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A different kind of role model

February 26th, 2015

 

Raise your hand if you watched the Academy Awards ceremony this weekend! Now, raise your hand if you have an insane crush on one of the celebrities that graced the ceremony with his or her presence this year.

 

If I had 10 hands, they would all be in the air. From Bradley Cooper to Kevin Spacey, I am completely enamored with pretty much any celebrity man who has exceptional acting skills.

 

And, I admit it – I’ve got some serious girl crushes too. Not a crush as in an “I want to date you” crush, but more of an “I want to BE you” crush.

 

Oh, do you want some examples? Well, let’s see here.

 

If I had to trade bodies with anyone on the planet, I’d pick Zoe Saldana.

 

If I had to trade voices with someone, it’d be with Lady Gaga. (If you’re questioning the quality of her voice, watch her “Sound of Music” performance at the Oscars, and then get back to me.)

 

If I had to trade personalities or sense of humor, Emma Stone would be my number one choice.

 

Now, I don’t spend my days living in an envious rage of these women. Rather, I just like fantasize how my life would be if I had even a single ounce of their beauty and talent.

 

I would say these women are my role models, but I suppose that would be false because the definition of a role model, according to Dictionary.com, is “a person whose behavior, example or success is or can be emulated.” I can’t emulate Zoe Saldana’s face, as much as I may try. And, seeing as how I’ve never had a single singing lesson in my life, I’ll probably never be able to emulate Lady Gaga’s voice.

 

Perhaps, if I really, truly put my mind to it, I could emulate Emma Stone’s personality in some ways. But, still, I don’t think that’s really the point of having a role model.

 

I don’t look at Emma Stone and feel inspired to become a better person. Her life choices, personal relationships and career ambitions have absolutely nothing to do with me or my goals. I do love the way she presents herself as a person, but I don’t think I can achieve true inspiration from her, simply because I cannot relate to her.

 

In consideration of this, I find that I am hard pressed to pick just one singular person as my ultimate role model.

 

My dad has been a topic of conversation in many of my columns, and I can’t deny that he influences my life more than any other person in the world. I don’t envision myself as a carbon copy of him; yet, despite our tremendous differences in personalities, I often find myself mirroring his example in countless situations. His qualities of rationality, discipline and devotion to his loved ones are qualities that I strive to embody each day.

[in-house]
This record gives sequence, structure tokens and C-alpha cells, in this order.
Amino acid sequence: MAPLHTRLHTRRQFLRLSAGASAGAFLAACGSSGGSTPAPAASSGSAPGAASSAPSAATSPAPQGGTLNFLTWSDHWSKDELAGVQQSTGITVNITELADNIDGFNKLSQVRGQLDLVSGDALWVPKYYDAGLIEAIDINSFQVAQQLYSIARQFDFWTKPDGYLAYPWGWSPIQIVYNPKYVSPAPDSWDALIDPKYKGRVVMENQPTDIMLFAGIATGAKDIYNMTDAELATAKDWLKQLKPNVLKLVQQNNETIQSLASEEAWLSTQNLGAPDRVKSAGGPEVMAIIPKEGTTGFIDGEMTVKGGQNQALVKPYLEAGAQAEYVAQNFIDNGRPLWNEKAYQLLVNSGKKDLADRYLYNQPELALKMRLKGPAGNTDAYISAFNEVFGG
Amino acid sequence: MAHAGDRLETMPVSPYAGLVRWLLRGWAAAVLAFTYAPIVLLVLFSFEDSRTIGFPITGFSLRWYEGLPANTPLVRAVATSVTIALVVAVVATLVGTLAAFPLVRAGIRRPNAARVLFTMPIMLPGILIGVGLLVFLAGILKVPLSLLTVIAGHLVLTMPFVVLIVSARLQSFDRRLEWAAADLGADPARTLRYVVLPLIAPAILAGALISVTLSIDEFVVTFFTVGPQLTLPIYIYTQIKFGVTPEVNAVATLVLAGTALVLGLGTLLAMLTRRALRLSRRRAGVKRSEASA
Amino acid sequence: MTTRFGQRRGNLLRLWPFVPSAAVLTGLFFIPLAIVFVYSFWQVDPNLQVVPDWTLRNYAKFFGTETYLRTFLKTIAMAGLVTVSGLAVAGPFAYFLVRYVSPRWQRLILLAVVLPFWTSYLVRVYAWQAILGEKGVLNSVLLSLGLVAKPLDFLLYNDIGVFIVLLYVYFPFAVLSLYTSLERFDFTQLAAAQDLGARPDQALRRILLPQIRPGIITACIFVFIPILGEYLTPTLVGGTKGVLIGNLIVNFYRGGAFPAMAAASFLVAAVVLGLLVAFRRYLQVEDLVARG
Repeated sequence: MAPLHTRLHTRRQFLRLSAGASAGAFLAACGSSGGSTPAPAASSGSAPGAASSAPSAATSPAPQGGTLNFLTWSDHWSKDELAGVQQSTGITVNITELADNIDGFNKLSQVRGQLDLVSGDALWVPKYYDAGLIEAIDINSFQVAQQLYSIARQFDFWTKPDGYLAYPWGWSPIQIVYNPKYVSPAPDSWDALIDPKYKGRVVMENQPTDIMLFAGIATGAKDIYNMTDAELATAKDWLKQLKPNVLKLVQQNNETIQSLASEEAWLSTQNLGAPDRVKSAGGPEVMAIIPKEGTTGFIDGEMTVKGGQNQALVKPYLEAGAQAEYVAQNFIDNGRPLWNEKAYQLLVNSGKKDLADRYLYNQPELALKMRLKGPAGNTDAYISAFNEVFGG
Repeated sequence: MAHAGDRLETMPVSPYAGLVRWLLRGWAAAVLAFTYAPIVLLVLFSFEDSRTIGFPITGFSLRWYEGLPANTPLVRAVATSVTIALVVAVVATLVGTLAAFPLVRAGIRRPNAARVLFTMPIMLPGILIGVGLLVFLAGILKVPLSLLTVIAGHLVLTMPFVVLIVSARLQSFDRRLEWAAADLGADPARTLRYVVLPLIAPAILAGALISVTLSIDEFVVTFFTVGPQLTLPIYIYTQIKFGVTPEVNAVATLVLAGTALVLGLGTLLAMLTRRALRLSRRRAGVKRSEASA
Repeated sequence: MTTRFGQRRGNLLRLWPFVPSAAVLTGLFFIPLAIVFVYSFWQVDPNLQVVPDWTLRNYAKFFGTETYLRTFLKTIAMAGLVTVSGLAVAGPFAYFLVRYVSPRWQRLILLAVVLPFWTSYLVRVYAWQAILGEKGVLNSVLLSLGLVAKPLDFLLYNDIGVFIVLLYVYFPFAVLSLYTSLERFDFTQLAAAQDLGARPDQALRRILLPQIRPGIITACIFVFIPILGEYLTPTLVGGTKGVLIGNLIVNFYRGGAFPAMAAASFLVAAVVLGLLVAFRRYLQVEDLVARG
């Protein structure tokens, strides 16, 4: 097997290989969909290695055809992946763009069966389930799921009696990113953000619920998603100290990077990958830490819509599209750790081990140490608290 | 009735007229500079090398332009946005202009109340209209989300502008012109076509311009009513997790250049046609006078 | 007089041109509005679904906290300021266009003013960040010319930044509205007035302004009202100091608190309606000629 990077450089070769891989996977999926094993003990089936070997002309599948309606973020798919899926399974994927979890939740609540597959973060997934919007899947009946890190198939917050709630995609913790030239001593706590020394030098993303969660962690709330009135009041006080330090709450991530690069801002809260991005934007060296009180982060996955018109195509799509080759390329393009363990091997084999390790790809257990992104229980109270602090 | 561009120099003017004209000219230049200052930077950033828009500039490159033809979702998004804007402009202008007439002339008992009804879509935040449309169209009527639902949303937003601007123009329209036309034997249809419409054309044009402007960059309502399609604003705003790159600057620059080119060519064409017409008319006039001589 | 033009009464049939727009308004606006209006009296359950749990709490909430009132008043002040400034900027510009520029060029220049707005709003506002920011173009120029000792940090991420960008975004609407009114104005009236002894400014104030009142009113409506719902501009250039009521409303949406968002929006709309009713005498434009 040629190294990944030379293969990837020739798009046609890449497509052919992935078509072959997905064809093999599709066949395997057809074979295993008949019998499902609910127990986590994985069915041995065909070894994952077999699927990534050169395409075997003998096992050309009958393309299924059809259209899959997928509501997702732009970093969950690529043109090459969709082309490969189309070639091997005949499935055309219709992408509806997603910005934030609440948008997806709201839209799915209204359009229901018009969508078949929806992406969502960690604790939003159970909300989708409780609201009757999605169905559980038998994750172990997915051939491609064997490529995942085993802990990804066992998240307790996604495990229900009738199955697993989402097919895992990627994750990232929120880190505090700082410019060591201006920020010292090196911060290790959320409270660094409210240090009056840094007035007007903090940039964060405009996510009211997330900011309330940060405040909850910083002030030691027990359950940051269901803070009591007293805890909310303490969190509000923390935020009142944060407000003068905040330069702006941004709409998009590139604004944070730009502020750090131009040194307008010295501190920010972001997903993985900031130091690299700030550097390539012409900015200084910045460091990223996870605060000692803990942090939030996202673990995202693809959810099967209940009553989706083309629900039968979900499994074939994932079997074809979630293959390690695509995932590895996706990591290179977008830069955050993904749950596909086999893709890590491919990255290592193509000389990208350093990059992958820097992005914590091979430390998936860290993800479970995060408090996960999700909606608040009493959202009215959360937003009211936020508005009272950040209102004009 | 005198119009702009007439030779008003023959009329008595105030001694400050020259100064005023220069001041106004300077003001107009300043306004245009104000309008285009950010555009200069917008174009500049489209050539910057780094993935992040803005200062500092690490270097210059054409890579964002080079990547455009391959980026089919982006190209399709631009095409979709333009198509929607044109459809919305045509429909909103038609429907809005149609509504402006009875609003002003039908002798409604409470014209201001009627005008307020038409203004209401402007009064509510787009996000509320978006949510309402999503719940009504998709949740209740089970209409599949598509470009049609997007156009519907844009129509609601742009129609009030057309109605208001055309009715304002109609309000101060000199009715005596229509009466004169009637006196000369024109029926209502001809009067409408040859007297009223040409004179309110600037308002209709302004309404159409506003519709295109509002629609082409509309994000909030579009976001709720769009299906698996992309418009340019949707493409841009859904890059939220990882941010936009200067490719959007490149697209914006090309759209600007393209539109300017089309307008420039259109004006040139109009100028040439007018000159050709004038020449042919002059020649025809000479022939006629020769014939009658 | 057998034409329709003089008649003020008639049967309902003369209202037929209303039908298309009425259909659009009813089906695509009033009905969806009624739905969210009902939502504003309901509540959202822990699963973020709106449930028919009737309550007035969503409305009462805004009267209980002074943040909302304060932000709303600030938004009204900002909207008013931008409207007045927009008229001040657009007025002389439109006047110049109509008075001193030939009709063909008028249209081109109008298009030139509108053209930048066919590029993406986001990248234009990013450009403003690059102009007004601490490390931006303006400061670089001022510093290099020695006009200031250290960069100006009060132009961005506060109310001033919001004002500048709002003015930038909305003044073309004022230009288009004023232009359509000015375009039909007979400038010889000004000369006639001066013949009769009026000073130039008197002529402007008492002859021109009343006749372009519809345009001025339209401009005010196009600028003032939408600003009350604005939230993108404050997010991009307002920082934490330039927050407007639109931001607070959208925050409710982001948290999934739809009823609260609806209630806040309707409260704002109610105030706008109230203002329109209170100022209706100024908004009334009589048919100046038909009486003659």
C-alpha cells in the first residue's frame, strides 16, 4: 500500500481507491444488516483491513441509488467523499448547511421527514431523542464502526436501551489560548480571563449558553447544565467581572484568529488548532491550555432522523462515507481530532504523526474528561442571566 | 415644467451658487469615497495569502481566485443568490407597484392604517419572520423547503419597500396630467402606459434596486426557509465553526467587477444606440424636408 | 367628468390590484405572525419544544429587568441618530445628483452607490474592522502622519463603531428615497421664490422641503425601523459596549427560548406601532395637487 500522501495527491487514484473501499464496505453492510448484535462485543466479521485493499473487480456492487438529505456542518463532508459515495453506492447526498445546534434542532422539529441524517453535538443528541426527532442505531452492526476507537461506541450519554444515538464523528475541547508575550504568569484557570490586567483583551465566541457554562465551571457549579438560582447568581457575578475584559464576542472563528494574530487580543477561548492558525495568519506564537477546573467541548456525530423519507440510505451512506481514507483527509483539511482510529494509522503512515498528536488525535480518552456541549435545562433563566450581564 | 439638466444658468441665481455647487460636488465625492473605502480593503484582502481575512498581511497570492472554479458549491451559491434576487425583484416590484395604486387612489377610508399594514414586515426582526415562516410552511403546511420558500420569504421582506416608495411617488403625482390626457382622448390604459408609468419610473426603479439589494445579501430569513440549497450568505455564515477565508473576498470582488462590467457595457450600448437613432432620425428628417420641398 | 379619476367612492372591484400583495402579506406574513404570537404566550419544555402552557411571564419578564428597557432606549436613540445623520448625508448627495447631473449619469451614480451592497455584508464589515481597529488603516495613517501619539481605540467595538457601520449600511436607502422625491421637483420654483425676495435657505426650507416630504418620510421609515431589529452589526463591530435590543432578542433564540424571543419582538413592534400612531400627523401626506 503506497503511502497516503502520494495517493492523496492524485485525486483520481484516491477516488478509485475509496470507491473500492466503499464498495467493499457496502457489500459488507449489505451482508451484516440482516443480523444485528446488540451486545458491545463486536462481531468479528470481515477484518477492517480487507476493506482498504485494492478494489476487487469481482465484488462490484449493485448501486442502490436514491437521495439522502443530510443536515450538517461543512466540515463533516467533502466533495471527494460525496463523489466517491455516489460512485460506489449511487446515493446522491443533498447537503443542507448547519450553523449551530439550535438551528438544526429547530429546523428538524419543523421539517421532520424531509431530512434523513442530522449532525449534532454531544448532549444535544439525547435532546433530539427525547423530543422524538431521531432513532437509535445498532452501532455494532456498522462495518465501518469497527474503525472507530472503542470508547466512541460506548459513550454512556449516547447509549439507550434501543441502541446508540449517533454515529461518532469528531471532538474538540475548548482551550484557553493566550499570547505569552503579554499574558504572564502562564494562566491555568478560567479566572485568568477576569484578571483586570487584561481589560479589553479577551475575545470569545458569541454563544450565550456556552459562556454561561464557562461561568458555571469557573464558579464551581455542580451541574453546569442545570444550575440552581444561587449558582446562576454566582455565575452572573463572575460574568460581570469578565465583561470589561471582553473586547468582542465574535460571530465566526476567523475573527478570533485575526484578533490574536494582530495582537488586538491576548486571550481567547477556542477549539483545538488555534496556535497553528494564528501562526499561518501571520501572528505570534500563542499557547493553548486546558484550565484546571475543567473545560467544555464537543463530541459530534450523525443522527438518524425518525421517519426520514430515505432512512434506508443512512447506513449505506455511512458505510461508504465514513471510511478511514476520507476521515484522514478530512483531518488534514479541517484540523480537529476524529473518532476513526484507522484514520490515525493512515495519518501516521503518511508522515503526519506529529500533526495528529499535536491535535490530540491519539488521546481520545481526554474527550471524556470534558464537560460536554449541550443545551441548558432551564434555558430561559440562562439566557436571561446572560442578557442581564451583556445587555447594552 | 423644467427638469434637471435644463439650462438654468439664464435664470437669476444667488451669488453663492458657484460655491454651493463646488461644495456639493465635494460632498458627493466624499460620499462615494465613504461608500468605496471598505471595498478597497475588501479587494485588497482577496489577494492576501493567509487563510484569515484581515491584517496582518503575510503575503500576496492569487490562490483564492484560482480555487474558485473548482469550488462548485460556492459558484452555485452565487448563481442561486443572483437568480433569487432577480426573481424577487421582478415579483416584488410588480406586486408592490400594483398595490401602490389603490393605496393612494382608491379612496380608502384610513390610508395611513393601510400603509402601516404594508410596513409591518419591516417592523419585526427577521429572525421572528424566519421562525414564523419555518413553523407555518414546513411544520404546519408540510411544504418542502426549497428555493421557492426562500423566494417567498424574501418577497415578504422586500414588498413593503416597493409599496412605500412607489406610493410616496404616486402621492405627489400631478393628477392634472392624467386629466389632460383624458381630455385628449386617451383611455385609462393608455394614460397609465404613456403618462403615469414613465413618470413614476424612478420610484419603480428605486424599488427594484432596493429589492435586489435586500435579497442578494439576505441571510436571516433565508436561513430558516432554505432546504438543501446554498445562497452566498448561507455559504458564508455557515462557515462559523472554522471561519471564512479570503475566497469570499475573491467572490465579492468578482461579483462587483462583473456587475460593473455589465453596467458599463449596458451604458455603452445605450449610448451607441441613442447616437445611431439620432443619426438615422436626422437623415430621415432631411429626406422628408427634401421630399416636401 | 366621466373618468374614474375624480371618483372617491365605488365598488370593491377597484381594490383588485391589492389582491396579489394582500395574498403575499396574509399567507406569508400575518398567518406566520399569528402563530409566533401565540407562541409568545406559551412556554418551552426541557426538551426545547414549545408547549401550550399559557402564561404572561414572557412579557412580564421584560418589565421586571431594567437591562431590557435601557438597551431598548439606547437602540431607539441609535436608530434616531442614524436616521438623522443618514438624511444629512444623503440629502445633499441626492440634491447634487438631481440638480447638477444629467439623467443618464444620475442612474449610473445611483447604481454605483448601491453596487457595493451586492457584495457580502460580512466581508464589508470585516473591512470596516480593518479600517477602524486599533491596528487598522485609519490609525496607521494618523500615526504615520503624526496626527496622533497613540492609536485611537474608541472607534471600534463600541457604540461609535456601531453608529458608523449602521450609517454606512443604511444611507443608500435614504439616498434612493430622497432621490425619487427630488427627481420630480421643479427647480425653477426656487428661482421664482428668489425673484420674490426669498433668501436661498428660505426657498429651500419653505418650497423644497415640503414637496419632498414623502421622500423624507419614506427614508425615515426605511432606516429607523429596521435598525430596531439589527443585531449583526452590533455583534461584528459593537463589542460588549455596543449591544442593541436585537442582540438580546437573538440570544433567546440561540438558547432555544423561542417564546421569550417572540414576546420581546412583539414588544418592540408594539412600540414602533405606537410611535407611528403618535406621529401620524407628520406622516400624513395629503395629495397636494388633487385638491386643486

My aunt is another tremendous influence in my life. She currently lives in Denver, and I’m lucky if I get to see her twice a year. However, even with thousands of miles of distance between us, she has still managed to leave a pretty sizable footprint in my life. I honestly can’t think of a single person who represents independence, individuality and passion better than she does.

 

After my aunt, the list of role models goes on and on.

 

Unlike my celebrity crushes, these role models are people that I actually am able to emulate, and I constantly strive to do so. As I mentioned, I can certainly appreciate admiring mega watt superstars like Beyoncé and Jennifer Aniston, who are usually considered role models because of their femininity and beauty. But, I think it’s much more important to identify the collection of people in your life who actually connect with you on a personal level and challenge you to become the best version of yourself.

 

Additionally, it’s important to identify the personality and character traits in yourself that are actually improvable. Focus on those, rather than always trying to emulate the physical perfection of superstars.

 

In short, inspiration can come in all different shapes, sizes and colors. Be wary of the inspiration that fades with time, and be excited for the inspiration that will change you for the rest of your life.